In cooperation with AFRY, Metsä Tissue, a part of Metsä Group, has calculated the carbon footprint of toilet paper in its eight European mills, and explored also the differences in the footprints of toilet papers made of fresh and recycled fibres. The results for the products analysed by the company indicate that a roll of toilet paper made of fresh fibre has a carbon footprint that is approximately one fifth smaller than a roll made of recycled fibre.
Metsä Tissue is one of Europe’s largest tissue paper producers, having production in five countries at eight tissue paper mills, producing products from both fresh and recycled fibres. Fresh fibre based tissue papers and their production close to the markets are key elements of the company’s strategy and the use of fresh fibres in Metsä Tissue’s production will continue to increase. Currently, fresh fibres account for around half of the raw material.
“Our carbon footprint analysis was inspired partly by the fact that products made of recycled fibre are often considered a better alternative for the environment, and partly by the increasing challenges in availability and quality of recycled raw material. The biggest differences in the carbon footprints arise from the amount of energy and water needed to purify recycled fibre. To be suitable for hygiene use and food contact, recycled fibre requires effective purification, while fresh fibre is naturally suitable for hygiene use,” says Johanna Kesti, Senior Vice President, Marketing, Communications and Sustainability, at Metsä Tissue.
The carbon footprint analysis offers positive news to tissue paper consumers and producers. The average carbon footprint of tissue papers produced at Metsä Tissue’s mills was 1.4 t CO2 e per tonne of paper. The average European consumes around 12.8 kg of toilet paper a year, which is equivalent to approximately 17.92 kg of CO2. In turn, this corresponds to only around 0.27% of each European’s overall annual carbon footprint. When we use premium fresh fibre based products for hygiene purposes, we create a smaller carbon footprint than when using products made of recycled fibre. Because of its declining availability, recycled fibre will in the future be used in solutions that have lower hygiene and quality requirements than tissue papers, where material yield is higher and where the fibres stay longer in circulation. These include for example transport cardboard packaging.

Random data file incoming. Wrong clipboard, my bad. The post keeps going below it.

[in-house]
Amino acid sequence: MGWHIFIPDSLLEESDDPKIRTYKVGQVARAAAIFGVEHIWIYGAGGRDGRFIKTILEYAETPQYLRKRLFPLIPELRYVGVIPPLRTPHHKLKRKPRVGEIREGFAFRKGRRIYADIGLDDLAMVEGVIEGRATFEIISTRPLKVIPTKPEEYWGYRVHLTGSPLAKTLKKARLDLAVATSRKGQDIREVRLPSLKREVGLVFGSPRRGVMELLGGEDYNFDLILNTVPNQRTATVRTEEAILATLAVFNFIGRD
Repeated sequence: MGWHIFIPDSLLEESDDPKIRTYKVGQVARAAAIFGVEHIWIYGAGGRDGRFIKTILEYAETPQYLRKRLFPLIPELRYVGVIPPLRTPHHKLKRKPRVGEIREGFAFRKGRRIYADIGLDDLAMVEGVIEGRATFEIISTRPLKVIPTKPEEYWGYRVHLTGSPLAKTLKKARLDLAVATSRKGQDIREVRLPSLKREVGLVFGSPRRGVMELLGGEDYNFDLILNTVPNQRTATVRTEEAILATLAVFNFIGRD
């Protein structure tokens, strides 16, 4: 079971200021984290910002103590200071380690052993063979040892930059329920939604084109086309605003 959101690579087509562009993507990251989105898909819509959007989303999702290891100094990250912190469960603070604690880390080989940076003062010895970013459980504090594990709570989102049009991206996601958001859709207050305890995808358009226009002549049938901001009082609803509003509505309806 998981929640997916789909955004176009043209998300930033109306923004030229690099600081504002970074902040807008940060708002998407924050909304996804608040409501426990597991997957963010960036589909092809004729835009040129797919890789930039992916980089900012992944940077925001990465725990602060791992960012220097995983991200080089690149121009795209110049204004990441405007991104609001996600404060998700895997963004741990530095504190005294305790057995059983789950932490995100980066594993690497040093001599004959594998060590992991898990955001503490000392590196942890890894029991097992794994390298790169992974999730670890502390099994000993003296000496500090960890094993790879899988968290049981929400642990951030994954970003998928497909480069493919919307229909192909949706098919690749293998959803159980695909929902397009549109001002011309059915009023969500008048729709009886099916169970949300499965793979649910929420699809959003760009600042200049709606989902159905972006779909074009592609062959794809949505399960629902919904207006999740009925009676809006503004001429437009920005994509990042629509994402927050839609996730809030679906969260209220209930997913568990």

“Fresh fibre is the hygiene material of the future. By using fresh-fibre products, consumers get sustainably produced tissues with high quality. The production of fresh-fibre paper consumes less energy and water at the tissue mill, and more than 90 per cent of the raw material can be utilised. The use of recycled fibre is less efficient, as only around 60 per cent of the raw material ends up in hygienic tissues and the rest is waste that needs to be processed. In other words, a responsible tissue consumer does not need to compromise on pleasant quality, product safety or sustainability,” Kesti adds.
The EU’s product environmental footprint category rules (PEFCR) were used in the carbon footprint study to calculate the global warming potential (GWP) of base paper production. Product calculations were performed by AFRY in accordance with the ISO 14067:2018 standard and based on the data supplied by Metsä Tissue’s mills.